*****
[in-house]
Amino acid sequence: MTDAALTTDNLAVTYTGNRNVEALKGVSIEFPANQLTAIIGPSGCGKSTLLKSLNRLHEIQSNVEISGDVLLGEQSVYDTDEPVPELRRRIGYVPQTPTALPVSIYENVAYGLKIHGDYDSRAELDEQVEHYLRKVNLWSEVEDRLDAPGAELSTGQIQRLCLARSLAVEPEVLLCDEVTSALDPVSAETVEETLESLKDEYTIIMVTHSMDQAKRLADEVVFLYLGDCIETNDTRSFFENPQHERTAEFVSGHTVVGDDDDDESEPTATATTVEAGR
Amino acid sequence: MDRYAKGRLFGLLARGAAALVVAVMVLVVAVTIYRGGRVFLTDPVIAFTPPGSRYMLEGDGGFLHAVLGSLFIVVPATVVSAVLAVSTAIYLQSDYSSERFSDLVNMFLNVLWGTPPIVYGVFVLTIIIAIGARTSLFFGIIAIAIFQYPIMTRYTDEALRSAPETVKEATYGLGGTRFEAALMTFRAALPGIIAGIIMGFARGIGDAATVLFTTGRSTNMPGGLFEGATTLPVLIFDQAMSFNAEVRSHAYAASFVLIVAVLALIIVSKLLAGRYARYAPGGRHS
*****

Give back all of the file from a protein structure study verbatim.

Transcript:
[in-house]
Amino acid sequence: MTDAALTTDNLAVTYTGNRNVEALKGVSIEFPANQLTAIIGPSGCGKSTLLKSLNRLHEIQSNVEISGDVLLGEQSVYDTDEPVPELRRRIGYVPQTPTALPVSIYENVAYGLKIHGDYDSRAELDEQVEHYLRKVNLWSEVEDRLDAPGAELSTGQIQRLCLARSLAVEPEVLLCDEVTSALDPVSAETVEETLESLKDEYTIIMVTHSMDQAKRLADEVVFLYLGDCIETNDTRSFFENPQHERTAEFVSGHTVVGDDDDDESEPTATATTVEAGR
Amino acid sequence: MDRYAKGRLFGLLARGAAALVVAVMVLVVAVTIYRGGRVFLTDPVIAFTPPGSRYMLEGDGGFLHAVLGSLFIVVPATVVSAVLAVSTAIYLQSDYSSERFSDLVNMFLNVLWGTPPIVYGVFVLTIIIAIGARTSLFFGIIAIAIFQYPIMTRYTDEALRSAPETVKEATYGLGGTRFEAALMTFRAALPGIIAGIIMGFARGIGDAATVLFTTGRSTNMPGGLFEGATTLPVLIFDQAMSFNAEVRSHAYAASFVLIVAVLALIIVSKLLAGRYARYAPGGRHS